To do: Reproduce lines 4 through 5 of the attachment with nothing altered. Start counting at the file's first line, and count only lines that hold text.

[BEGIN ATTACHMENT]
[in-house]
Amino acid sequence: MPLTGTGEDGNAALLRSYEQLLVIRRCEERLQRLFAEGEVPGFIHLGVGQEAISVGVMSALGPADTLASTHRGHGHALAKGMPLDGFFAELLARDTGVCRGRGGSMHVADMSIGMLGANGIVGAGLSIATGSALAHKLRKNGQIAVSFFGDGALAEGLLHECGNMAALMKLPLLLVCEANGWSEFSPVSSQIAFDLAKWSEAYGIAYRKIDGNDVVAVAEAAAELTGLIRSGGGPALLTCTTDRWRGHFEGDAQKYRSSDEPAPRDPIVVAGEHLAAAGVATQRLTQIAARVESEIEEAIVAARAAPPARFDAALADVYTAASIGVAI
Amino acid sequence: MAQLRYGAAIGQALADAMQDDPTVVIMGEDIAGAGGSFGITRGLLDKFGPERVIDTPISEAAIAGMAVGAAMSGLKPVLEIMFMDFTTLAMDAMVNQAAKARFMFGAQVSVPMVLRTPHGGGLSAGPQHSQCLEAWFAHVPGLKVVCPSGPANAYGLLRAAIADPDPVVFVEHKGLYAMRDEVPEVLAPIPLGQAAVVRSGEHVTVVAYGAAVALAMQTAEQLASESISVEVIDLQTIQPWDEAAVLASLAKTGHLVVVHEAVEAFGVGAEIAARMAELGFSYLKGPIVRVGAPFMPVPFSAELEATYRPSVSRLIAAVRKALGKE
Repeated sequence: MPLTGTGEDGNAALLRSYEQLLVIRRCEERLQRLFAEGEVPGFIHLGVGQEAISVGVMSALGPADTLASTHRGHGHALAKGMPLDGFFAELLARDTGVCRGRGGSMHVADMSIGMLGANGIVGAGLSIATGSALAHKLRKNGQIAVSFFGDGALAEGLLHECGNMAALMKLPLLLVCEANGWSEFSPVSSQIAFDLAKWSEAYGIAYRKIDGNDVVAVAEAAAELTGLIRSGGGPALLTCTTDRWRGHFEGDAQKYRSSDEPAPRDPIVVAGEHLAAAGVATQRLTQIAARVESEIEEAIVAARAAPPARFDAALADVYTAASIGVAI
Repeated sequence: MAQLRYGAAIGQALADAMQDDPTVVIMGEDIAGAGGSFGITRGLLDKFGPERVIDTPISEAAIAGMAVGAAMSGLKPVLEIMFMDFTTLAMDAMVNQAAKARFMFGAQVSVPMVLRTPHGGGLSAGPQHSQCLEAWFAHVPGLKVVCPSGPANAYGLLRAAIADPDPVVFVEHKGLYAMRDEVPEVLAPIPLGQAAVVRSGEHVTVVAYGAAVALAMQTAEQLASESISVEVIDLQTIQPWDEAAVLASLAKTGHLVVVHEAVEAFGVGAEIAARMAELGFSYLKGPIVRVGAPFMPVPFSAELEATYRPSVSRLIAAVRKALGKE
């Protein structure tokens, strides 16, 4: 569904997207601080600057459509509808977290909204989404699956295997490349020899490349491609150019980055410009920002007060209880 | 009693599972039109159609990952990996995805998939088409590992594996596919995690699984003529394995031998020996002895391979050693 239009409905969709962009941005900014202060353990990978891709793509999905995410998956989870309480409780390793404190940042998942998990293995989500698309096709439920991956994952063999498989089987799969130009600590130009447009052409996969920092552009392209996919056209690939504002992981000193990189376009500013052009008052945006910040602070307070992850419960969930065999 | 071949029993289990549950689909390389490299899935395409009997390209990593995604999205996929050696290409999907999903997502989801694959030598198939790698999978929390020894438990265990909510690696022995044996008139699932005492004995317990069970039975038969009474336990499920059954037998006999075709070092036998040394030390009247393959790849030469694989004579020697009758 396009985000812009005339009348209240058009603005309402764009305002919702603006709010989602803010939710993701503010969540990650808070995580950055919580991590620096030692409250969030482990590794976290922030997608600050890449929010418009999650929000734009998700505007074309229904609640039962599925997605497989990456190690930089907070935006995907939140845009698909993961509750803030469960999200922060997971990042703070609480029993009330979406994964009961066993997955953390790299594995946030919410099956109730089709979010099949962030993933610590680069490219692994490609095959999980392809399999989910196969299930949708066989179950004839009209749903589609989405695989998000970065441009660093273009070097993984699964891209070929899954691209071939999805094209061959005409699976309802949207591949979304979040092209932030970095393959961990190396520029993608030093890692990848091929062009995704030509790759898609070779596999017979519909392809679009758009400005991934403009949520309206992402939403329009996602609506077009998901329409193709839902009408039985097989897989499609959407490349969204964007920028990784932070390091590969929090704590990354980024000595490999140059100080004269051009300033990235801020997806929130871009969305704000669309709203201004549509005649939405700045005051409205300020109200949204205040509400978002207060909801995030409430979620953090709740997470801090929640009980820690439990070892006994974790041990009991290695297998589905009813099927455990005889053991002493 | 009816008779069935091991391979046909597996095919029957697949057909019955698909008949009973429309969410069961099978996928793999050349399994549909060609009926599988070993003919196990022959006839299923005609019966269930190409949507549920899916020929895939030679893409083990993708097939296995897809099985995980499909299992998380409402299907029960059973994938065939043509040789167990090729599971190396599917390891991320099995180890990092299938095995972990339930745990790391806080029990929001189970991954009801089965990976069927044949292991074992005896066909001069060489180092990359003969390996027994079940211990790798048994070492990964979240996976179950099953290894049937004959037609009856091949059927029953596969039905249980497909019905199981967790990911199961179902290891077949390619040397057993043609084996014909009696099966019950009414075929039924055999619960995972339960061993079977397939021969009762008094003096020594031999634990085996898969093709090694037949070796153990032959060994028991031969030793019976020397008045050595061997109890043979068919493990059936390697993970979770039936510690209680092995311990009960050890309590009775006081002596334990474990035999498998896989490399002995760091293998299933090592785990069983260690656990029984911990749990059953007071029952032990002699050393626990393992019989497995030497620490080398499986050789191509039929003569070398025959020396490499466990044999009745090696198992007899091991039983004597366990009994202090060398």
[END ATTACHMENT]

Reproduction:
Repeated sequence: MPLTGTGEDGNAALLRSYEQLLVIRRCEERLQRLFAEGEVPGFIHLGVGQEAISVGVMSALGPADTLASTHRGHGHALAKGMPLDGFFAELLARDTGVCRGRGGSMHVADMSIGMLGANGIVGAGLSIATGSALAHKLRKNGQIAVSFFGDGALAEGLLHECGNMAALMKLPLLLVCEANGWSEFSPVSSQIAFDLAKWSEAYGIAYRKIDGNDVVAVAEAAAELTGLIRSGGGPALLTCTTDRWRGHFEGDAQKYRSSDEPAPRDPIVVAGEHLAAAGVATQRLTQIAARVESEIEEAIVAARAAPPARFDAALADVYTAASIGVAI
Repeated sequence: MAQLRYGAAIGQALADAMQDDPTVVIMGEDIAGAGGSFGITRGLLDKFGPERVIDTPISEAAIAGMAVGAAMSGLKPVLEIMFMDFTTLAMDAMVNQAAKARFMFGAQVSVPMVLRTPHGGGLSAGPQHSQCLEAWFAHVPGLKVVCPSGPANAYGLLRAAIADPDPVVFVEHKGLYAMRDEVPEVLAPIPLGQAAVVRSGEHVTVVAYGAAVALAMQTAEQLASESISVEVIDLQTIQPWDEAAVLASLAKTGHLVVVHEAVEAFGVGAEIAARMAELGFSYLKGPIVRVGAPFMPVPFSAELEATYRPSVSRLIAAVRKALGKE